A Better Way To Judge At Merrie Monarch

Bob Jones
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Wednesday - April 28, 2010
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“It’s All About Tradition” headlined the Hawaii Tribune-Herald for its Merrie Monarch edition.

Yes, it is, but sometimes tradition needs a little bending. Not to break it - as the Hackfeld Co. workmen did to the famous Kamehameha Avenue palm tree in 1910 while bending it to move their building - but just enough bending to be relevant for our times.

Or as MidWeek reader “Frank” e-mailed me: “What also is called for at Merrie Monarch is to let the audience in on the finer points of how hula is judged.”

Spot on, Frank! So with respect for Merrie Monarch tradition, I submit for consideration a hula scoring suggestion, an audience-participation suggestion, and ask if this really needs to be a money-and-placement competition or if it could survive and thrive as just an exhibition like Oahu’s Prince Lot Hula Festival.


Scoring. It pains me when a solo dancer or group loses by one point. Remember when Snowbird Bento was aced out as Miss Aloha Hula by one judge’s pencil mark? Hardly a year goes by without a one-pointer or a tie-breaker.

There’s a better way, and remember that MM judges are not without their connections to or antipathies toward certain halau or kumu hula. Some like heavier foot stomps or lesser uwehi. Most seem to discourage outright showmanship.

I suggest some variation of Olympic figure-skating scoring. Assign a grade of execution of each element ranging from, say, one to 10. The highest and lowest scores are then dropped, and the remainder are averaged. This number is added or subtracted from a base value to get the final value of that element. Adding together all the individual element scores gives the final score. But you then drop high and low scores until someone wins by some set percentage. No more ties or one pointers.

Audience. Should the TV audience have some skin in the game as in American Idol and Dancing With The Stars? Hula may be tradition, but it’s also entertainment.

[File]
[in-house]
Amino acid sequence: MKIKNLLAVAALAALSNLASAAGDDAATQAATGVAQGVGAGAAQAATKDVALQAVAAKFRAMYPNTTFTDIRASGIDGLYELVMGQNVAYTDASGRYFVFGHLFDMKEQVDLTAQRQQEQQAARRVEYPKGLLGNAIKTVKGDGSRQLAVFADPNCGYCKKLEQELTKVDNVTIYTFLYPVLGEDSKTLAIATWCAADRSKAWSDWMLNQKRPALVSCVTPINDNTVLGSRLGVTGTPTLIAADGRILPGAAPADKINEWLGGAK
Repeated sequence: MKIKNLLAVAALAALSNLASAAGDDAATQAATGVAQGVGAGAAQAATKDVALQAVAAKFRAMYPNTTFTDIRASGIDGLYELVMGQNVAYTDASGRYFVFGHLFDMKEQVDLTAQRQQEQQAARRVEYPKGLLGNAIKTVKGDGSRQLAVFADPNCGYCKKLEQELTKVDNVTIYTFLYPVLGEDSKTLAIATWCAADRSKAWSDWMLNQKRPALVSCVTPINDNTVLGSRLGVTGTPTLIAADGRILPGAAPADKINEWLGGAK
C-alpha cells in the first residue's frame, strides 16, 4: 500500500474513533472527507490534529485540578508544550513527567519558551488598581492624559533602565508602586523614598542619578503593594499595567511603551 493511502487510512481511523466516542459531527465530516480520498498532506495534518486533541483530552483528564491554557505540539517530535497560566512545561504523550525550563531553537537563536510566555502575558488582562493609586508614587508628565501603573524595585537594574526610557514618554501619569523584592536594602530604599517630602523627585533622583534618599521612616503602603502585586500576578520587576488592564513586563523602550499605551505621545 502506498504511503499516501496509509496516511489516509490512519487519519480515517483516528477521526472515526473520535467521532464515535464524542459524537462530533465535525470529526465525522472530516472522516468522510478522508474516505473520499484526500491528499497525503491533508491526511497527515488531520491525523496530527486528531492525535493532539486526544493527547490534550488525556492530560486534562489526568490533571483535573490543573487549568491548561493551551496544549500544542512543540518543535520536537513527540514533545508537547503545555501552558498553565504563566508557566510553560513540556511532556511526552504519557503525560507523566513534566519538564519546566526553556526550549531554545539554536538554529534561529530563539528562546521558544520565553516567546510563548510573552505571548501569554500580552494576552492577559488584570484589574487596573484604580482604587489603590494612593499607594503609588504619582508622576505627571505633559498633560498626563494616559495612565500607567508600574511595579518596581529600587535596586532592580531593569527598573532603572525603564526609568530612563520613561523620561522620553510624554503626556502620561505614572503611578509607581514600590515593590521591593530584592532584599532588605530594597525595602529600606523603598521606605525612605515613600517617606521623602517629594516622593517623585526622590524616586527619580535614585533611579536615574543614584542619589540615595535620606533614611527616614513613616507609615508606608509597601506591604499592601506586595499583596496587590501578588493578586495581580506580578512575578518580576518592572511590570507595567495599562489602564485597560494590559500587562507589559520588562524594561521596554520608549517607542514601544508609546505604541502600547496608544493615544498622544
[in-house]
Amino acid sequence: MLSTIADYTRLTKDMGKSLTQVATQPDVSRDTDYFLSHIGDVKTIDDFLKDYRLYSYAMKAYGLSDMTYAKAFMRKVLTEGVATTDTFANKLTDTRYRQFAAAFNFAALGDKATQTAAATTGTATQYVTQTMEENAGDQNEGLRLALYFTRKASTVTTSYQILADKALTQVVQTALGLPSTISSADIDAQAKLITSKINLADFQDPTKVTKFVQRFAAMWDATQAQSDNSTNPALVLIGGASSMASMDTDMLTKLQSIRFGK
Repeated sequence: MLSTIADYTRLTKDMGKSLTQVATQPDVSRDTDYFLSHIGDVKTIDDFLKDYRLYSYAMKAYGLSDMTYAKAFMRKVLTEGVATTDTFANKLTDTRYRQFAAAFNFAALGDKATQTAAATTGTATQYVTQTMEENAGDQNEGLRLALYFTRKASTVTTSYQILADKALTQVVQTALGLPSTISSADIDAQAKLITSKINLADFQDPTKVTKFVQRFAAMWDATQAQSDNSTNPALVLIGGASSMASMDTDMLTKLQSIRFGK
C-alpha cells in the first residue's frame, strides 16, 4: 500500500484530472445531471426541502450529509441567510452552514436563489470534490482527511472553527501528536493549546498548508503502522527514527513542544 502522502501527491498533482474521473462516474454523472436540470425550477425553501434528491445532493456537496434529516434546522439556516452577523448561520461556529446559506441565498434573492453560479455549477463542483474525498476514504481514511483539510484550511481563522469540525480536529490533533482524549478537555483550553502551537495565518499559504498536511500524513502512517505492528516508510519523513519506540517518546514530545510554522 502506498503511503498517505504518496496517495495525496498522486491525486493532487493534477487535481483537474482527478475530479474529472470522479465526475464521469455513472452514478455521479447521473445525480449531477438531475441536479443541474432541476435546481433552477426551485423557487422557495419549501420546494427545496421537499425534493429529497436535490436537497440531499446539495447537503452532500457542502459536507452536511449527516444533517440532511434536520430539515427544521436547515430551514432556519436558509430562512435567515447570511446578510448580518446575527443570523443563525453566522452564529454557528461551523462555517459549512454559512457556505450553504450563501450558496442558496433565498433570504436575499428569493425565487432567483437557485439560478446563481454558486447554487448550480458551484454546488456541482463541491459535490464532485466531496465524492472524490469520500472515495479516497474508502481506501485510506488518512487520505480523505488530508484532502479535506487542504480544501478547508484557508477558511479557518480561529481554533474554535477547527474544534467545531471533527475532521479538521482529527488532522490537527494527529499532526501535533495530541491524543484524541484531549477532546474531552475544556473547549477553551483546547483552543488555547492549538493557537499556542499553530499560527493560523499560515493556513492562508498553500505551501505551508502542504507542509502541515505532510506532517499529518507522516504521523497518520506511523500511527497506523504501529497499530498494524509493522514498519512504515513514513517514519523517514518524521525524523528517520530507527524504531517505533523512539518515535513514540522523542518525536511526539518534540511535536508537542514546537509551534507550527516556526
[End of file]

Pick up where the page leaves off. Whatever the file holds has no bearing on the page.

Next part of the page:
This year, I’d have given first place to Johnny Lum Ho’s kahiko dance Kalaupapa and the halau’s auana of Haeheo Big Island He Nani No.The judges shunned them. Probably too untraditional. The stadium audience rose collectively to its feet to applaud Kalaupapa.

So how about giving the stadium and TV audience a 25 percent phone-in vote? You’d have to move judged hula back to Wednesday night to have a vote count by Saturday night. So what?


The dirty little secret now is that halau tend to study what judges want to see, not what a kumu wants to show off. We get too many very boring hula mele about Kaahumanu, Kapiolani and Emma. Plain Jane wins.

Competition. I’m unlikely to get much support for a non-competitive event. A winning kumu gets money and draws more students or can teach in hula-crazy Japan for big bucks.

But if the same names win every year - Sonny Ching, O’Brian Eselu, Kamanao and Mook - how much longer before the lesser locals and the perennial losers from Los Angeles and Carson, Calif., hang it up? We already are denied the creative hulas of the West Coast’s Mark Hoomalu and Patrick Makuakane. Not sufficiently traditional.

Well, let’s see how many people say, “Bob, you are right on,” and how many want me slow-roasted in the fires of Hell.

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